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Circusmania.

The show must go on, and faced with 340 costumes to press, 130 faces to make up, 28 intricate acts to rehearse, and 240 kids to coordinate, the Peru (Indiana) Amateur Circus needs a lot of help from its friends. So the whole town gets in on the act every year.

This month-July 15-22-the show goes on for its 30th year. By the end of the week, after the sawdust has settled, thousands of circus fans will have cheered the antics of kiddie and senior clowns and gasped at the courage of flying trapezists and agile acrobats. "You almost forget when they're performing that they're kids," Circuit Court Judge Bruce Embrey says. "Then they smile and show their braces."

Embrey is one of three ringmasters who oversee the ten annual performances. He rotates duties with the executive director of the Chamber of Commerce and the local Baptist pastor. There's a j ob for everyone. Just ask Lloyd Hill, the family practitioner who heads the show's medical team and doubles as a clown; or Don Grubbs, a retired reporter still playing in the circus band after 25 years. The townspeople's investment of time has paid big dividends to their community. "The circus is one of the best anti-delinquency programs around," Embrey says. "It gives performers self-confidence and keeps them out of mischief. I've never had a circus kid come before me in court. "

The all-American extravaganza is a year-round hobby for a town that has hosted circus folk since the 1880s. At one time the area served as winter headquarters for such famous traveling shows as the American Circus Corporation (owned by Ringling Brothers and Barnum & Bailey), Sells-Floto, Hagenbeck-Wallace, and the John Robinson Shows. Some performers became so attached to the quiet, rural life that they returned after retirement. Now, the Peru telephone book is filled with the names of circus greats.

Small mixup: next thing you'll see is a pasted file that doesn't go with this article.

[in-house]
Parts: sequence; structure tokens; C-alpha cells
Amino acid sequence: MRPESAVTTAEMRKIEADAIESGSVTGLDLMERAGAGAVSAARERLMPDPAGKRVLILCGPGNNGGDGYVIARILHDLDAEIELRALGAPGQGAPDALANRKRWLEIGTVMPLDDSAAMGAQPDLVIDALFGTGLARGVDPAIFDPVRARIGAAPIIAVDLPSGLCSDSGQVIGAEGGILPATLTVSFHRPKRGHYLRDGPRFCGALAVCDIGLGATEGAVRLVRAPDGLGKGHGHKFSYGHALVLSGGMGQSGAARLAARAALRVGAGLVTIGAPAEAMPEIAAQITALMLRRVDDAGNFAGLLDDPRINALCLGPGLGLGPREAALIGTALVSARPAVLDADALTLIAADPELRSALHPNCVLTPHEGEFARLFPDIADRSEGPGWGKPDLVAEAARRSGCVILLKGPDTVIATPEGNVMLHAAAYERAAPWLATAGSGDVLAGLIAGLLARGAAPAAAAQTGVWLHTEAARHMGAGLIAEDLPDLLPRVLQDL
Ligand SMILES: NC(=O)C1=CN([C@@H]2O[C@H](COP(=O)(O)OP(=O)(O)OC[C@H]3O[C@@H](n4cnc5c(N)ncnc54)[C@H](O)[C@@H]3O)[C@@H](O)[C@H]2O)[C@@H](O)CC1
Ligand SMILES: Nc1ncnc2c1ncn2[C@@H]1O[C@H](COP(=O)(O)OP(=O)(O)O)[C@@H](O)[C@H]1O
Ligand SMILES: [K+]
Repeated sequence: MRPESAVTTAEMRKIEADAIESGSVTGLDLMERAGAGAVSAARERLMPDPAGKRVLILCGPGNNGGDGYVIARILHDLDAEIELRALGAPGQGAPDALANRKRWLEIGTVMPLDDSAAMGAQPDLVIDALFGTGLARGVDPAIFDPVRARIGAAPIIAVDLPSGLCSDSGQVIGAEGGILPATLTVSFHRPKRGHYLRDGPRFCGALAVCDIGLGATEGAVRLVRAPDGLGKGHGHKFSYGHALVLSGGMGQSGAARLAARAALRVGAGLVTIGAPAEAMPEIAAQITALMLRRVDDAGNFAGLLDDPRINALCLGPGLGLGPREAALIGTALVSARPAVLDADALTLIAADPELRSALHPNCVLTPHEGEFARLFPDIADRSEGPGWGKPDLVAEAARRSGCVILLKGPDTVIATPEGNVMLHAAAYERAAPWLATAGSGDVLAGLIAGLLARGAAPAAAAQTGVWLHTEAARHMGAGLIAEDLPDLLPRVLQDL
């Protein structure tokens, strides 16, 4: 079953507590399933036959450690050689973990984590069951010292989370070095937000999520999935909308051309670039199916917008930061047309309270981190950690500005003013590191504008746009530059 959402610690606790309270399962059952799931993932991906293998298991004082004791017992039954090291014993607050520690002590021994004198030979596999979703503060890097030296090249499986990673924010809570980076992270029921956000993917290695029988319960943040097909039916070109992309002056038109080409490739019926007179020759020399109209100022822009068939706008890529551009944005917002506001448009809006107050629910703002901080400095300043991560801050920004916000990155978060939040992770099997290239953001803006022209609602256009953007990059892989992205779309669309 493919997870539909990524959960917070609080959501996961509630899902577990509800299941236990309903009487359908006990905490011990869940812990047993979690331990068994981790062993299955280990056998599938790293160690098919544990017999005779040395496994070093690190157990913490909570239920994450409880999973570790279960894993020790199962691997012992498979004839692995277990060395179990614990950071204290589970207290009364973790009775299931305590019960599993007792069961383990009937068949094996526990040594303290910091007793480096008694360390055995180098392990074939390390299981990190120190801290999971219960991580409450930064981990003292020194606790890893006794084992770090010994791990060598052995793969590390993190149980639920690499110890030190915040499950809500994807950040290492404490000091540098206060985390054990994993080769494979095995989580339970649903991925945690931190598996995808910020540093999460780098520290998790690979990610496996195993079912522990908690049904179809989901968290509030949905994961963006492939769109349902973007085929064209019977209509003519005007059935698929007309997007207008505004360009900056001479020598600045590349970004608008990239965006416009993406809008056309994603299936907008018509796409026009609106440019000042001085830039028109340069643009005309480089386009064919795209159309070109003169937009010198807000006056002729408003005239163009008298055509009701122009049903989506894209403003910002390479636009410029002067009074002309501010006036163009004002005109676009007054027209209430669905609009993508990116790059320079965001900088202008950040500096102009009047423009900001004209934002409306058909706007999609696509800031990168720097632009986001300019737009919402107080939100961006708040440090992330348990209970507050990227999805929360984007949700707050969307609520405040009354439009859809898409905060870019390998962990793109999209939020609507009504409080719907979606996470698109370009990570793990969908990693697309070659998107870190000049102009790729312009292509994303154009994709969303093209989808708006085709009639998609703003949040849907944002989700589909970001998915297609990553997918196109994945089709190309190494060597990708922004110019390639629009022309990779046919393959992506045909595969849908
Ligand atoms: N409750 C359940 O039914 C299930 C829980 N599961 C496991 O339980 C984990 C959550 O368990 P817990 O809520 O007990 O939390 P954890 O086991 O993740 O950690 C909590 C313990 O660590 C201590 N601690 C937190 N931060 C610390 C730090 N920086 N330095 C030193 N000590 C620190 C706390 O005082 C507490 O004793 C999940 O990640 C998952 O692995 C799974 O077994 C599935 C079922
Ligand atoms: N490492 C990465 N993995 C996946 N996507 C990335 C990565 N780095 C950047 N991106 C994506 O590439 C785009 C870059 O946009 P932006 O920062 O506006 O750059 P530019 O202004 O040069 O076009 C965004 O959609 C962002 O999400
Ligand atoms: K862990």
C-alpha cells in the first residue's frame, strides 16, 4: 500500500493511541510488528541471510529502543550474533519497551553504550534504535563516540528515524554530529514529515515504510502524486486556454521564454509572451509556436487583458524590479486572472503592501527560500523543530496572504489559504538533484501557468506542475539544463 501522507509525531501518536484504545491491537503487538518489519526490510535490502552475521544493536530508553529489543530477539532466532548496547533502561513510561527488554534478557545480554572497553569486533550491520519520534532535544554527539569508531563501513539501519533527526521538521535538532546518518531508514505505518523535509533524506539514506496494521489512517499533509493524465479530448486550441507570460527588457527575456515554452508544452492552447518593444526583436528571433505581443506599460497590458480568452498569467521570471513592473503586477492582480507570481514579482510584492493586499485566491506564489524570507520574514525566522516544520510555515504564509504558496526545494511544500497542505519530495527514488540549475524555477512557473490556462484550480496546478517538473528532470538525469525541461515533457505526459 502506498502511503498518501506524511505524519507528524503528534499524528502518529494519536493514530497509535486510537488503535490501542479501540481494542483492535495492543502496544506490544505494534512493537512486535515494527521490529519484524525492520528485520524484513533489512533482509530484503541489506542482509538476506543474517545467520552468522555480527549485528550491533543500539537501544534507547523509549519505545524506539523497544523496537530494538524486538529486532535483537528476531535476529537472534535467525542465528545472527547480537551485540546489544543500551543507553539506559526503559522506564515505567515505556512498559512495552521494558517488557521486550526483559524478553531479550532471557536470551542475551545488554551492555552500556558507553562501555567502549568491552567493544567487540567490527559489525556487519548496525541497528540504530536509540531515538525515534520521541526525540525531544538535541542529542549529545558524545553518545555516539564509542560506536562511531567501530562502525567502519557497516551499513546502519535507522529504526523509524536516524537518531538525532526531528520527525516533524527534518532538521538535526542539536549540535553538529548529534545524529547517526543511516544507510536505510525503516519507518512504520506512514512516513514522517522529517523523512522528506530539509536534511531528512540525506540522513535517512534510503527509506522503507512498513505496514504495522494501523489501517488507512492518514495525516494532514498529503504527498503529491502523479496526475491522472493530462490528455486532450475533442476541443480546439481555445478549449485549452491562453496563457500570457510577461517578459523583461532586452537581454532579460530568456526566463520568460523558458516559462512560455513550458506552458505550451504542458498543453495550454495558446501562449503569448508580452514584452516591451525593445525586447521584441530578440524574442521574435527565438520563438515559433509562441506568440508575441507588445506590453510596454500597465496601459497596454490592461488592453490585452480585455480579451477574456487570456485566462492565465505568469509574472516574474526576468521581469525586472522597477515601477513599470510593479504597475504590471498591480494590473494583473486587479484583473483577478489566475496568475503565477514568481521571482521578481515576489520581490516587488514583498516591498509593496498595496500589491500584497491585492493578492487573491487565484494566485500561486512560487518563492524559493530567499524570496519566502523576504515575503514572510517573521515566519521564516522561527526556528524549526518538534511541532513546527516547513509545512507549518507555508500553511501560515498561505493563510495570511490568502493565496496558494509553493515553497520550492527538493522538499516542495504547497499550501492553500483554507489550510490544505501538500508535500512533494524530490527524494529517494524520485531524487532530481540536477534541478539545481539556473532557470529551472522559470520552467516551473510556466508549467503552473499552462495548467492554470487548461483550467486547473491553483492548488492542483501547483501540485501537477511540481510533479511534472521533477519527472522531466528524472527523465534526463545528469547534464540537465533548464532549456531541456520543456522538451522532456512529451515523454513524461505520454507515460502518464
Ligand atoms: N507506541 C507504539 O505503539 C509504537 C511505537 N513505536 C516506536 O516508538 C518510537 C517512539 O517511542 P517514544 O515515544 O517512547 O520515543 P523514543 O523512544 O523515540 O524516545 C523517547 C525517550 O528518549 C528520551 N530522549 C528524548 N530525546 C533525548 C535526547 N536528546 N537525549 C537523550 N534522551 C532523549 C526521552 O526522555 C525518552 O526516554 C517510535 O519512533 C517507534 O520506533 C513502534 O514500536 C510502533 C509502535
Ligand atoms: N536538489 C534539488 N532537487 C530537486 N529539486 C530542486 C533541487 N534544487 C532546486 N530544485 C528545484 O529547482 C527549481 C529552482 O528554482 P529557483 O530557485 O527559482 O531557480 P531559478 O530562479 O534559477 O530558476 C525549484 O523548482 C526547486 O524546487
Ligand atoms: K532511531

"I grew up with lions and tiger cubs in our home here," says Joyce Ferguson, daughter of the famous animal trainer Clyde Beatty. "My dad had his own railroad car, and we traveled together in the summer. I rode horses and elephants." Another Peru resident with colorful memories of the circus is Eva Mae Lewis, who traveled the circuit with her husband, Emmett Kelly. She and her son Pat, a veteran professional clown, still live on the outskirts of town.

It is this link with the past that has given the city such a bright future. The amateur circus began when two former bareback riders, Tom and Betty Hodgini, agreed to train local high schoolers in the fine art of circus performance. Other retired stars joined in the effort, and soon the city and its three-ring show were back in the circus spotlight. Their fame has grown steadily, and last year the old winter quarters were dedicated as a national historic landmark. Plans are now under way to move the Circus Hall of Fame (once located in Sarasota, Florida) to town. When this feat is accomplished, Peru's nickname-the "Circus Capital of the World"- will finally be validated.

The most positive aspect of the circus revival is its effect on local youth. "I use the circus to teach much more than tricks," says Bill Anderson, the head trainer for the show. "It teaches responsibility, goal setting, how to work with others, and the importance of following directions."

Unlike the good old days when the circus came to town, now the town is the circus, and everyone pitches in to make each performance and each performer a winner. As Joyce Beatty Ferguson puts it, "In Peru, Indiana, nobody plans anything until after circus week."
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Title Annotation:Peru, Indiana, Amateur Circus
Author:Miller, Holly G.
Publication:Saturday Evening Post
Date:Jul 1, 1989
Words:603
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